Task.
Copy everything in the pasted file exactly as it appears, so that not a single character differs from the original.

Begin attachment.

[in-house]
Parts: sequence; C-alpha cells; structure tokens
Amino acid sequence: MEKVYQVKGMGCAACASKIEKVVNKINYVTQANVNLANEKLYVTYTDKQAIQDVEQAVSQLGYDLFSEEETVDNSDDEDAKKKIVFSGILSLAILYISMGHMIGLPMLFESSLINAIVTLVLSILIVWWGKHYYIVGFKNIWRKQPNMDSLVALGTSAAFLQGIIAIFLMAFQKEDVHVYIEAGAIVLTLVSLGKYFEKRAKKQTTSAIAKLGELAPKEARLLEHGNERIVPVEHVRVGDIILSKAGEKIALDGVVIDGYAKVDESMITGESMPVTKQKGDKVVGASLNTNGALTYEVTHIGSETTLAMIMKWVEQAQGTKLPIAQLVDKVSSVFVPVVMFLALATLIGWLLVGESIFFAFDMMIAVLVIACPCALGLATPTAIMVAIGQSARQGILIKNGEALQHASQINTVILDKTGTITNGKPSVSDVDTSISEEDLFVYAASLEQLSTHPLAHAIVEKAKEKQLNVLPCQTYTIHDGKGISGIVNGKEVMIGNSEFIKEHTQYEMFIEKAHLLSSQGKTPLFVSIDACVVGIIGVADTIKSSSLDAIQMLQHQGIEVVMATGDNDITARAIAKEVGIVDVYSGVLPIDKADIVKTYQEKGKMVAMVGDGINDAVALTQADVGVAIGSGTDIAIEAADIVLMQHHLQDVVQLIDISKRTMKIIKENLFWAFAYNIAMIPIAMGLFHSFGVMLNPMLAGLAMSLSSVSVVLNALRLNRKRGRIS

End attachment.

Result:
[in-house]
Parts: sequence; C-alpha cells; structure tokens
Amino acid sequence: MEKVYQVKGMGCAACASKIEKVVNKINYVTQANVNLANEKLYVTYTDKQAIQDVEQAVSQLGYDLFSEEETVDNSDDEDAKKKIVFSGILSLAILYISMGHMIGLPMLFESSLINAIVTLVLSILIVWWGKHYYIVGFKNIWRKQPNMDSLVALGTSAAFLQGIIAIFLMAFQKEDVHVYIEAGAIVLTLVSLGKYFEKRAKKQTTSAIAKLGELAPKEARLLEHGNERIVPVEHVRVGDIILSKAGEKIALDGVVIDGYAKVDESMITGESMPVTKQKGDKVVGASLNTNGALTYEVTHIGSETTLAMIMKWVEQAQGTKLPIAQLVDKVSSVFVPVVMFLALATLIGWLLVGESIFFAFDMMIAVLVIACPCALGLATPTAIMVAIGQSARQGILIKNGEALQHASQINTVILDKTGTITNGKPSVSDVDTSISEEDLFVYAASLEQLSTHPLAHAIVEKAKEKQLNVLPCQTYTIHDGKGISGIVNGKEVMIGNSEFIKEHTQYEMFIEKAHLLSSQGKTPLFVSIDACVVGIIGVADTIKSSSLDAIQMLQHQGIEVVMATGDNDITARAIAKEVGIVDVYSGVLPIDKADIVKTYQEKGKMVAMVGDGINDAVALTQADVGVAIGSGTDIAIEAADIVLMQHHLQDVVQLIDISKRTMKIIKENLFWAFAYNIAMIPIAMGLFHSFGVMLNPMLAGLAMSLSSVSVVLNALRLNRKRGRIS